Every now and then, a scientific breakthrough changes the world. From the Copernican heliocentric model of the universe and electricity to penicillin and the discovery of the structure of DNA, these developments transform our globe — and another one has been reached.
A new breakthrough with world changing potential.
For most of human history, why stars glitter and the sun shines were a mystery. But, in 1920, British astrophysicist Arthur Eddington suggested that stars get their energy from the fusion of hydrogen atoms into helium. Nuclear physics pioneer Hans Bethe identified the process that underpinned Eddington’s theory in 1939.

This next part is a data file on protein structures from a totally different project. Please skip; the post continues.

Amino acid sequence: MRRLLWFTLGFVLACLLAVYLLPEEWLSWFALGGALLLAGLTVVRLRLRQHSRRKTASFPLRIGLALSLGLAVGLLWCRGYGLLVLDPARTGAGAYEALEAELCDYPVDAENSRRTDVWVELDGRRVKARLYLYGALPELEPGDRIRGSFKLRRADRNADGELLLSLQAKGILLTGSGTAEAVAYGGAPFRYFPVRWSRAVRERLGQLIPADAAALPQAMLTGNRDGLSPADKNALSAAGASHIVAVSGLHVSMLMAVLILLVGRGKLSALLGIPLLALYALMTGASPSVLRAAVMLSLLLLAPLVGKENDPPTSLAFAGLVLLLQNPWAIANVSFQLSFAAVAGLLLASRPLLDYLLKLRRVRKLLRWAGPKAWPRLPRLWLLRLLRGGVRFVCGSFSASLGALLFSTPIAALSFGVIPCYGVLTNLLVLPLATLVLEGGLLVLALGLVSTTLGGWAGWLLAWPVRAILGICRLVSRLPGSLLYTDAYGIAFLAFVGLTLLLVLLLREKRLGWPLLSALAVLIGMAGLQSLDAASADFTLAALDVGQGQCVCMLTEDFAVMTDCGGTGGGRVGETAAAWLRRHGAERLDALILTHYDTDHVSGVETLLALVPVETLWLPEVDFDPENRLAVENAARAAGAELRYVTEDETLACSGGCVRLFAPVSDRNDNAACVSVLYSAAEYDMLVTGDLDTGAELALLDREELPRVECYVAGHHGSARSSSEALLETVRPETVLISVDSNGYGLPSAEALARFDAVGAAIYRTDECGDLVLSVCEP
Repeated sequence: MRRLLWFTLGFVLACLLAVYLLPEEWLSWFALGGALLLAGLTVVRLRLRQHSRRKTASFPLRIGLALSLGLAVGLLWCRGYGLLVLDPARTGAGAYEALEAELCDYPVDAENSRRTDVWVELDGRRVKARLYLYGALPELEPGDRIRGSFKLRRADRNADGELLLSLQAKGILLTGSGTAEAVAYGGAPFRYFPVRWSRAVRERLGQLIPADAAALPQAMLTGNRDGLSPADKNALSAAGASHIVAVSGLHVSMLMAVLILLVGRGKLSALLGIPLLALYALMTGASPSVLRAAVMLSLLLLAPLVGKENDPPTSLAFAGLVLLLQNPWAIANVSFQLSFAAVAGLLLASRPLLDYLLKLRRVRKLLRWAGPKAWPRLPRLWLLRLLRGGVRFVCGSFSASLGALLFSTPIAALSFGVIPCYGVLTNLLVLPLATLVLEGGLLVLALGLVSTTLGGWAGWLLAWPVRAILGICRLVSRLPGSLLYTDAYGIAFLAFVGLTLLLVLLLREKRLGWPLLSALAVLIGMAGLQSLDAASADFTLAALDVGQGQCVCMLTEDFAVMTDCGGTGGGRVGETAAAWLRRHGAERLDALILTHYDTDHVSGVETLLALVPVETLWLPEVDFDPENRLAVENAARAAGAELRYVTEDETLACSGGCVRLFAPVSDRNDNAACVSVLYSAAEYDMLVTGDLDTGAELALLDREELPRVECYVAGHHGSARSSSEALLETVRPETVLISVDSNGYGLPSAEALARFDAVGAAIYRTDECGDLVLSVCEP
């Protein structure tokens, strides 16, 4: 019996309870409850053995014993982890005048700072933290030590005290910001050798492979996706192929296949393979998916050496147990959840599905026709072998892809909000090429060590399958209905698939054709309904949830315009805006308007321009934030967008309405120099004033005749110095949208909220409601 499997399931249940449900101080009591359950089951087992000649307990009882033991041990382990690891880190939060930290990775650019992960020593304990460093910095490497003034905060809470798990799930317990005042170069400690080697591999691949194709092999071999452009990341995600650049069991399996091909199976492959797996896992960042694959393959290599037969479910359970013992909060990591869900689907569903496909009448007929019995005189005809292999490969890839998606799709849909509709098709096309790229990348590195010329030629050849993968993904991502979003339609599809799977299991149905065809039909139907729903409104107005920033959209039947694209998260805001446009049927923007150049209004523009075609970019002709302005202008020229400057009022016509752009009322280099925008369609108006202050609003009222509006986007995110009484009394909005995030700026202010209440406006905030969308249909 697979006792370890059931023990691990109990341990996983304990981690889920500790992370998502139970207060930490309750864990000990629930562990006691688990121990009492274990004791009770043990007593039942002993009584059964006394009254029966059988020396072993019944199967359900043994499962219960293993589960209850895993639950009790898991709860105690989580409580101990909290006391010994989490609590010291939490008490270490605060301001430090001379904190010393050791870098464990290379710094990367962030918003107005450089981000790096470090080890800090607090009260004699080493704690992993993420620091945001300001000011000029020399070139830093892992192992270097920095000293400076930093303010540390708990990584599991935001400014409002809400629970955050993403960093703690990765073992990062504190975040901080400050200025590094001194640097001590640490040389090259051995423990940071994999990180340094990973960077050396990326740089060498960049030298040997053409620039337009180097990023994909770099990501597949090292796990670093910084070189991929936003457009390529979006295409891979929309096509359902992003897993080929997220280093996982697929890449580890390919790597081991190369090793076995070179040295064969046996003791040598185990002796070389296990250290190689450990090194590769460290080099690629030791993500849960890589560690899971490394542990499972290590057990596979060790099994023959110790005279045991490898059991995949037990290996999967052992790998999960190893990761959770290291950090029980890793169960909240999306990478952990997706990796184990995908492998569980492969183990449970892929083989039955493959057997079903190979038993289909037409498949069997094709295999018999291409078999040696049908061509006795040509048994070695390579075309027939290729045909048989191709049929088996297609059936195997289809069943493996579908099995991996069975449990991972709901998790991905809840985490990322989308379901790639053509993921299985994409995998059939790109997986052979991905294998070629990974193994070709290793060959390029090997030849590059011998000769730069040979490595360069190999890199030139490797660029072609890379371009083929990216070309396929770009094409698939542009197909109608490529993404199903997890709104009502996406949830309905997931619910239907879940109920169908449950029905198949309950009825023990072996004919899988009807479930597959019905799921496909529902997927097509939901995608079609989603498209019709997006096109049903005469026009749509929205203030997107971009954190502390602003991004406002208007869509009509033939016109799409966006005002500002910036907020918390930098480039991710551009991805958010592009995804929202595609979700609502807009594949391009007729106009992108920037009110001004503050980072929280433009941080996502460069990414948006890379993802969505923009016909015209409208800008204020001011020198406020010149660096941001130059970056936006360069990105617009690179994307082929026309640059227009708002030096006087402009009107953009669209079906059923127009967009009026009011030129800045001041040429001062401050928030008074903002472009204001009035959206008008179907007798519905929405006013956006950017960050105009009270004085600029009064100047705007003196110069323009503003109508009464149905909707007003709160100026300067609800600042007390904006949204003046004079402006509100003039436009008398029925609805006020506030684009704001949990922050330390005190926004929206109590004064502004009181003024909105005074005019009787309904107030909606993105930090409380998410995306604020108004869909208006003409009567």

On December 5, 2022, scientists at the U.S. Department of Energy’s National Ignition Facility (NIF) at Lawrence Livermore National Laboratory proved that theory for the first time in a laboratory. They achieved “fusion ignition,” reproducing the process that powers the sun, which created a fusion reaction that produced more energy than it took to trigger it. They achieved fusion ignition again this past July.
Nuclear fusion has the potential to deliver an inexhaustible supply of cheap clean energy to any region or geography on the grid already in place, create a market worth trillions, and meet the world’s escalating need for energy expected to grow by nearly 50 percent by 2050.
Read the full piece here.